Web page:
4 and I am left alone, and they seek my life?" But what saith the divine oracle to him? "I have reserved unto myself seven thou5 sand men, who have not bowed the knee before Baal." And so also in the present time, there is a remnant according to the elec6 tion of grace. And if it be of grace, then it is no more of works, else grace is no longer grace. But if it be of works, then it is no

more of grace, else work is no longer work. But to return : 7 What then do we conclude but this, that Israel hath not obtained that justification which it hath sought but the election hath obtained it; whereas the rest were blinded by their own fatal prejudices. 8 According as it is written (Is. xxix. 10.) "God hath given them a spirit of slumbering; eyes that they should not see, and ears 9 that they should not hear unto this day." And David hath said, "Let their table become a snare, and a trap, and an occasion of 10 stumbling, and a recompence to them. Let their eyes be darkened, that they may not see, and keep their backs, continually bent down under a perpetual weight of sorrows, as a just punishment for rejecting so easy a yoke,” (Ps. lxix. 22.).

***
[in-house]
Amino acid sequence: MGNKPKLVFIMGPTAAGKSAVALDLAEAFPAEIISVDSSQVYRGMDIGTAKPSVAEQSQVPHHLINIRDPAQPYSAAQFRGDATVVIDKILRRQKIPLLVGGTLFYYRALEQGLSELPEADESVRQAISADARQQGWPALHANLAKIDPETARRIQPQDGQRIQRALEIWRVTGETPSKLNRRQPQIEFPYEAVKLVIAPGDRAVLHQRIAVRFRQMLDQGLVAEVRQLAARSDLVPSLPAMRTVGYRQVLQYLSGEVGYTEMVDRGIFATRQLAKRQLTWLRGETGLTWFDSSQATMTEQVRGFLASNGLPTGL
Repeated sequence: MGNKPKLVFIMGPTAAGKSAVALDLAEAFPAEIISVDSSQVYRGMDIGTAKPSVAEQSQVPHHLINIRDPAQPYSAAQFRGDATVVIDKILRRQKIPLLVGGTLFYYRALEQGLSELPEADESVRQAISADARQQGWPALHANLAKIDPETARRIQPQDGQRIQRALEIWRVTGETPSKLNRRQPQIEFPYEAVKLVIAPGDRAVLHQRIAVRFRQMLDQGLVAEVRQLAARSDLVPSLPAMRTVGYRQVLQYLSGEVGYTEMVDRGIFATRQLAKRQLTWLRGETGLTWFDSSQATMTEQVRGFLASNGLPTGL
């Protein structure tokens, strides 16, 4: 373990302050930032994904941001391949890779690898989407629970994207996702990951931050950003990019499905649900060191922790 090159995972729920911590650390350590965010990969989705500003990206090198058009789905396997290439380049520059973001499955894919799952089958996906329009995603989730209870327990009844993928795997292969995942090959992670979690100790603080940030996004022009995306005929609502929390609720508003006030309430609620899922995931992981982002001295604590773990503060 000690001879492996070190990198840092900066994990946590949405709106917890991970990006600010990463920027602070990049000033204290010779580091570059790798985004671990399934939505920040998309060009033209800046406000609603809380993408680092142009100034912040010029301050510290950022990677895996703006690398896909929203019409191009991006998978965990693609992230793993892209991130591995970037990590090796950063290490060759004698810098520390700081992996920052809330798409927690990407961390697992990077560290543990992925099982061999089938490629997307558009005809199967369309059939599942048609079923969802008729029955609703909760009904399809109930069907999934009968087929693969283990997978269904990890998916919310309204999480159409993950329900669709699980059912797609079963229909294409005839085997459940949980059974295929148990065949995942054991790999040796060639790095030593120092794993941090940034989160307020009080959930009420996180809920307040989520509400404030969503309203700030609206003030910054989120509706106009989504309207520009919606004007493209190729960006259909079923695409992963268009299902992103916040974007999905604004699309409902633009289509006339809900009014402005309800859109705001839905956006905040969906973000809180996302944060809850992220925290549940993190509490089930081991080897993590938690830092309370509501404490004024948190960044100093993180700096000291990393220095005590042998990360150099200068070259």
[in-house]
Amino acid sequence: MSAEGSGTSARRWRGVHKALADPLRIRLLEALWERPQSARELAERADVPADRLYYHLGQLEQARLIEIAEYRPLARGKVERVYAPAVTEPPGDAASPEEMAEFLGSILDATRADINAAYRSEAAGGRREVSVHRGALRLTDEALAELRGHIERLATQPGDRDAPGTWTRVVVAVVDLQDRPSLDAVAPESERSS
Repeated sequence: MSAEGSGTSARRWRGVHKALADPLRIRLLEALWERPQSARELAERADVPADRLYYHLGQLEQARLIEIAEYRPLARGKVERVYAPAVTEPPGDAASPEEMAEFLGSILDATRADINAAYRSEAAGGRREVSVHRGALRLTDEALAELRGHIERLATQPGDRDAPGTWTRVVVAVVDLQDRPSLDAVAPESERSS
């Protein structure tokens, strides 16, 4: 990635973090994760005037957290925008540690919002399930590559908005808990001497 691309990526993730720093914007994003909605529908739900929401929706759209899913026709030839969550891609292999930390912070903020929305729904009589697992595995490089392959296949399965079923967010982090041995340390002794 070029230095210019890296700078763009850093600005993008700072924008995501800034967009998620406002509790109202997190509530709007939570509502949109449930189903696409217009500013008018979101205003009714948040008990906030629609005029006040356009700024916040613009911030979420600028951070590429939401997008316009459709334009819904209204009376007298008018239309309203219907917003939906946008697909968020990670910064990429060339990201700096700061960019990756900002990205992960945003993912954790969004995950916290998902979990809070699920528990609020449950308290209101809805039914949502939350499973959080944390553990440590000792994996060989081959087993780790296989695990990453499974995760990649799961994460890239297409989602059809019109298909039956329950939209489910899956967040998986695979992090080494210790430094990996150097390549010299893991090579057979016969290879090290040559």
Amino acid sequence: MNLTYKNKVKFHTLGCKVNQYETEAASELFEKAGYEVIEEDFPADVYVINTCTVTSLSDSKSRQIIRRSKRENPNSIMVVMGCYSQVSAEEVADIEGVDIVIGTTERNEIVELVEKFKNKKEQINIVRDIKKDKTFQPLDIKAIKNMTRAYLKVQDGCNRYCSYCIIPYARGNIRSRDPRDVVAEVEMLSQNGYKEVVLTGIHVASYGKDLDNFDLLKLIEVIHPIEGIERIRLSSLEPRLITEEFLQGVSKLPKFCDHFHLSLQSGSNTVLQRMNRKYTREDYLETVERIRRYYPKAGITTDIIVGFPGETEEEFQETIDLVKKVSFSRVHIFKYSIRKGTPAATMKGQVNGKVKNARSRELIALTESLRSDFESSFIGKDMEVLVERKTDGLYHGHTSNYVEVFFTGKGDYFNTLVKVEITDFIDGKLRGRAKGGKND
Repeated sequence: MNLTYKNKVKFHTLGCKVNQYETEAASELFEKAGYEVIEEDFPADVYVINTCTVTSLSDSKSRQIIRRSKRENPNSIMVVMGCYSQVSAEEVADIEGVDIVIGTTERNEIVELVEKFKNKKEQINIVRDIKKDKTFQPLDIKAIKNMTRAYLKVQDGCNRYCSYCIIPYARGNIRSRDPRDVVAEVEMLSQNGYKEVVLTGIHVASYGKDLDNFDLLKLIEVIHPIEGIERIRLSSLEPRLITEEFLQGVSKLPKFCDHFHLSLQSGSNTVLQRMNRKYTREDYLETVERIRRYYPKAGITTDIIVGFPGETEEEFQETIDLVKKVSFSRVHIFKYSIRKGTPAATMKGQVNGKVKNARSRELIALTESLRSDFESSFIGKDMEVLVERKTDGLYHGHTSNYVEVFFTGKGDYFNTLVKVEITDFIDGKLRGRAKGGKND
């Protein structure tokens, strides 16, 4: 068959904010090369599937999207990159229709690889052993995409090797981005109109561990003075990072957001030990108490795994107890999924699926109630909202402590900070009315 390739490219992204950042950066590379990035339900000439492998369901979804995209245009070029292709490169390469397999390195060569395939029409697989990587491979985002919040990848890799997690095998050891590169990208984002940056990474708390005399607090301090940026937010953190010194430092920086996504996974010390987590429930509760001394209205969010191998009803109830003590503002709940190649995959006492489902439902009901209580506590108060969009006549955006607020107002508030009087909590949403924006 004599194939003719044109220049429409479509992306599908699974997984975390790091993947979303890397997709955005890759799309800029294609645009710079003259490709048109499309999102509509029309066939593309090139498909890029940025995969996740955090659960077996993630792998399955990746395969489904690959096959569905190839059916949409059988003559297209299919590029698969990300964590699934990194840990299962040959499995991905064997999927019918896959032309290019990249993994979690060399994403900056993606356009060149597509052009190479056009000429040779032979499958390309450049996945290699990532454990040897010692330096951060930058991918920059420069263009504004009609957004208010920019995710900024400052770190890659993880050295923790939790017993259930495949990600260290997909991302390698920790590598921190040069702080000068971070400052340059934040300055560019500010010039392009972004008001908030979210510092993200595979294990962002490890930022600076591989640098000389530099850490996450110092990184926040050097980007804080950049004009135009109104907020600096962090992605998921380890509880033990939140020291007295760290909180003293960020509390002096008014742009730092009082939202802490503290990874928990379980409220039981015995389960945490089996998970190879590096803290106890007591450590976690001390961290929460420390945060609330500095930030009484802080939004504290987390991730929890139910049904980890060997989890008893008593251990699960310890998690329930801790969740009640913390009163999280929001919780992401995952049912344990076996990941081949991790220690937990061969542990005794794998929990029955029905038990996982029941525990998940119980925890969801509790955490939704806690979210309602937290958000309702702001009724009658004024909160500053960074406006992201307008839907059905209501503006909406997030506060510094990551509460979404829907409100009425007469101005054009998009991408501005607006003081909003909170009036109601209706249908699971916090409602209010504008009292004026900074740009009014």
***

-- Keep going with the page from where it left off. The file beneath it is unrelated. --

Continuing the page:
Let us learn from the answer of God to Elijah, when he thought himself left alone, and knew nothing of the seven thousand which God had reserved; to encourage ourselves in a secret hope, that there may be much more goodness in the world than we are particularly aware of. The numbers of those that constitute the invisible church, are unknown to us, but they are known to God. They are all registered in the book of his remembrance, as they are all reserved unto himself by his grace; nor shall his people whom he hath foreknown be cast away. May we be of that blessed number; and may the degeneracy, which we see so prevalent around us, animate us to a holy zeal, to hold fast our own integrity: yea, to seize the occasion of approv ing it in a more acceptable manner, from a circumstance, in every other view, greatly to be lamented.

Let us often reflect upon this great and important truth so frequently inculcated upon us in the word of God, that it is to his grace, and not to any works of our own, that we are to ascribe our acceptance with him. And let the ministers of Christ be ready, after the example of the apostle, sometimes to turn, as it were, out of the way, to dwell a little on a thought, at once so humbling, and so reviving.

We see the miserable circumstances of God's ancient Israel, given up to a spirit of slumber, to blind eyes, and to deaf ears. O let us take heed that we do not imitate their obstinacy and folly; lest God make our own wickedness our destruction; lest he send a curse upon us, and curse our blessings, so that our table should become a snare to us, our temporal enjoyments, or our spiritual privileges. Lord, let us often say, Give us any plague, rather than the plague of the heart; and bow down our backs under any load of affliction, rather than that which shall at last crush those who have refused to accept of thy gospel, and to take upon their shoulders, the light burden which a gracious Saviour would lay upon them.